Pat passed away about three years ago. Ed stayed with her, helping and supporting and loving her through her long illness, and then entered a darker world, one without his beloved Pat. But lately, he had found new happiness with his friend and co-worker Vivian, had lost some weight and started looking less stressed and lonely. These were great signs to those who cared about him.
And then a few days ago, I got a call from Vivian, who was crying. "Ed had a heart attack! He's on his way to the hospital right now!" And no more than thirty minutes later, a second call from her told us that Ed had died.
I -- we -- were stunned. ED?! I always thought the guy -- phlegmatic, strong, low-key and kind -- would outlive us all. I'd just talked to him on the phone the day before about a heating issue in my workshop, something he was planning on dealing with the following day.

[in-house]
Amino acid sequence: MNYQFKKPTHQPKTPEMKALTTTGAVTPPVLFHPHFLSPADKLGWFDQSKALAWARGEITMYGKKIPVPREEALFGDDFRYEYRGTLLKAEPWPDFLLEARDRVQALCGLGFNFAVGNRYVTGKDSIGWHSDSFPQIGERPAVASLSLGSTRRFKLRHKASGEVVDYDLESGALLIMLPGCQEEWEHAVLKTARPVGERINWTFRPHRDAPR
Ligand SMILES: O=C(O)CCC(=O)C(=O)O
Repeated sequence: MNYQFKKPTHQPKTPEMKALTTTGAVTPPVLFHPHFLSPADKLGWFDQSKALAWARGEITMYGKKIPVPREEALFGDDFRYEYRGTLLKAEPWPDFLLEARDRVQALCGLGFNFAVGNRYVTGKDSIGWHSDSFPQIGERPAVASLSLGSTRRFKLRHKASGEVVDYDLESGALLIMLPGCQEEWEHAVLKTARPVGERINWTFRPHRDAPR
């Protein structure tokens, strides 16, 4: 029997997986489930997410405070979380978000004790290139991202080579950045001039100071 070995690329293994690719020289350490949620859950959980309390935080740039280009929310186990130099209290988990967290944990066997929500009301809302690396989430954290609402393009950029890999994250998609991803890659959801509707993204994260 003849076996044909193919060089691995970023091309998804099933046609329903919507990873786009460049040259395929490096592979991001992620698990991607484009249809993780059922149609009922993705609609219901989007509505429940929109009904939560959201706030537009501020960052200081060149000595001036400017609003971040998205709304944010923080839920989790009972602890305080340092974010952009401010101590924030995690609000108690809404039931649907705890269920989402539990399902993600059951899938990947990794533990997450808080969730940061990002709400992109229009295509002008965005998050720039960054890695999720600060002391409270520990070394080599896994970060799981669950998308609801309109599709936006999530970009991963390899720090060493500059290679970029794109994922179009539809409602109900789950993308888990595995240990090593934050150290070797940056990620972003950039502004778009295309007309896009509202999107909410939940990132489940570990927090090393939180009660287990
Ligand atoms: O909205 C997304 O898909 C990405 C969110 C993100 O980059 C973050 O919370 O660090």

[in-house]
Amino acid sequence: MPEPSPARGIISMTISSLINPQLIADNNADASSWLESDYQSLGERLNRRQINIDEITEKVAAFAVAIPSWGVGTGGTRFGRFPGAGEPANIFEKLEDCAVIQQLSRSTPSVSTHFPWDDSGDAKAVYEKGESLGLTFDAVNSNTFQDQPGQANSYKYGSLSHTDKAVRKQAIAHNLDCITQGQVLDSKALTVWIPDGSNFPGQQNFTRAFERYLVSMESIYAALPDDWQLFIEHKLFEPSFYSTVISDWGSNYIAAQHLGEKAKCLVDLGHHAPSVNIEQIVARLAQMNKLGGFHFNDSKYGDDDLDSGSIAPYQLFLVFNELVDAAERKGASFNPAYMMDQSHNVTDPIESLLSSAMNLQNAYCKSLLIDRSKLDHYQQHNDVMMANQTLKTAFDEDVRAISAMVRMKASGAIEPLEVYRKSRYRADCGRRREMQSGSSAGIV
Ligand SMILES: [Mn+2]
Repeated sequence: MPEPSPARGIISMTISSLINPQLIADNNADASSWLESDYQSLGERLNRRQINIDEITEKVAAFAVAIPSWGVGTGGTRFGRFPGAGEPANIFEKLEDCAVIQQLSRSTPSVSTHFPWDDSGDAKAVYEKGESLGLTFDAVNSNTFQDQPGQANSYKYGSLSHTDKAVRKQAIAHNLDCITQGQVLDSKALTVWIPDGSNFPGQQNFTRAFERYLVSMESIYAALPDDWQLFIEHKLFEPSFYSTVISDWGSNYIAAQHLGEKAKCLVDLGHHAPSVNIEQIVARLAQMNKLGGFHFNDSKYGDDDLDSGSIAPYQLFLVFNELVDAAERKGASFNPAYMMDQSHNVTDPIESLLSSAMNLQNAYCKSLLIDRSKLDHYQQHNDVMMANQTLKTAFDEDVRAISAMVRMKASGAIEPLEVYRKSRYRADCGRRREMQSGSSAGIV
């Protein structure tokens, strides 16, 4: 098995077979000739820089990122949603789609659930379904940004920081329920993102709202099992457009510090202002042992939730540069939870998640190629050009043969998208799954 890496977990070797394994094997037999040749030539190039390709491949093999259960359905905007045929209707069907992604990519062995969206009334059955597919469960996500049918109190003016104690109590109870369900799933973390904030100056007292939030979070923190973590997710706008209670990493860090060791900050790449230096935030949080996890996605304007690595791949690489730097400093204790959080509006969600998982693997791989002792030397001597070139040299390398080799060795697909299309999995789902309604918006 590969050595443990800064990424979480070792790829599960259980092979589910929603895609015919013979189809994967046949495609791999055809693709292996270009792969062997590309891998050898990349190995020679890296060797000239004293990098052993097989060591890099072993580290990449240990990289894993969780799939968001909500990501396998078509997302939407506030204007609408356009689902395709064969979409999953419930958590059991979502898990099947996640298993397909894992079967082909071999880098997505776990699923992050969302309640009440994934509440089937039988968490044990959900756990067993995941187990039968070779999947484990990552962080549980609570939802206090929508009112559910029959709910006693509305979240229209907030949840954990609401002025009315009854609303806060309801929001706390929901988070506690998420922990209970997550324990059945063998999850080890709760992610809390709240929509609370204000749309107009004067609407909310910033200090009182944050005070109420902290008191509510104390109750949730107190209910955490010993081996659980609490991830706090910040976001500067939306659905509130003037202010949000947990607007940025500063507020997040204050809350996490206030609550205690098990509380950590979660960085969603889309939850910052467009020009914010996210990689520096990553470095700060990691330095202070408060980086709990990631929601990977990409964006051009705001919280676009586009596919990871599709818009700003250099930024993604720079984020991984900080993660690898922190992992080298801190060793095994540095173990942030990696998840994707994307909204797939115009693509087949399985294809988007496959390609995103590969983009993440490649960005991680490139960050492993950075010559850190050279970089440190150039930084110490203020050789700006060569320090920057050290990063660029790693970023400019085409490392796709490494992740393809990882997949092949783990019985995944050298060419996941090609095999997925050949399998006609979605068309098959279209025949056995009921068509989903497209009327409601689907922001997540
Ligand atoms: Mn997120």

Now we're just a few hours away from going down to Connecticut for Ed's memorial service. I still can't believe I am typing those words. It just seems so… wrong.
We'll miss you, Ed.

No --  we already do. -- PL

Sunday, January 15, 2012


Jeannine has the best seat at the kitchen table, at least for birdwatching. She faces south, while I face west, and to the east is her bird feeder, now stocked with seeds for the hungry wintering birds.

So it is that I often miss a lot of the colorful bird action, but occasionally Jeannine lets me know of something particularly interesting, as when this morning a cardinal appeared, briefly, to dine with his less flamboyant brethren.